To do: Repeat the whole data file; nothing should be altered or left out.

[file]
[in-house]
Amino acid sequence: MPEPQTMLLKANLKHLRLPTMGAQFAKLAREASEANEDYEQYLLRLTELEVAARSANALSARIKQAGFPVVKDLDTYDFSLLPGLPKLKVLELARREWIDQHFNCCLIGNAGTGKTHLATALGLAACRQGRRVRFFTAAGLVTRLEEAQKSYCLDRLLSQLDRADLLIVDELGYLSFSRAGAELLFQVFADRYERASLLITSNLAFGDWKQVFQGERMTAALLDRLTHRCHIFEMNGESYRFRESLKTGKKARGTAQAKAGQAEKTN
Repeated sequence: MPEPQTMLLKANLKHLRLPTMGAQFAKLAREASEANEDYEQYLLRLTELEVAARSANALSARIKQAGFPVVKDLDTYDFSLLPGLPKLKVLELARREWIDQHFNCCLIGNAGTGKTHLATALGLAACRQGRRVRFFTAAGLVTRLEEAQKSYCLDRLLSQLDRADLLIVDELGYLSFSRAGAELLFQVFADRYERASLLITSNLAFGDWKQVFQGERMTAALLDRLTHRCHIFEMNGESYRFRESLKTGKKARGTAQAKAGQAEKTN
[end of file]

[in-house]
Amino acid sequence: MPEPQTMLLKANLKHLRLPTMGAQFAKLAREASEANEDYEQYLLRLTELEVAARSANALSARIKQAGFPVVKDLDTYDFSLLPGLPKLKVLELARREWIDQHFNCCLIGNAGTGKTHLATALGLAACRQGRRVRFFTAAGLVTRLEEAQKSYCLDRLLSQLDRADLLIVDELGYLSFSRAGAELLFQVFADRYERASLLITSNLAFGDWKQVFQGERMTAALLDRLTHRCHIFEMNGESYRFRESLKTGKKARGTAQAKAGQAEKTN
Repeated sequence: MPEPQTMLLKANLKHLRLPTMGAQFAKLAREASEANEDYEQYLLRLTELEVAARSANALSARIKQAGFPVVKDLDTYDFSLLPGLPKLKVLELARREWIDQHFNCCLIGNAGTGKTHLATALGLAACRQGRRVRFFTAAGLVTRLEEAQKSYCLDRLLSQLDRADLLIVDELGYLSFSRAGAELLFQVFADRYERASLLITSNLAFGDWKQVFQGERMTAALLDRLTHRCHIFEMNGESYRFRESLKTGKKARGTAQAKAGQAEKTN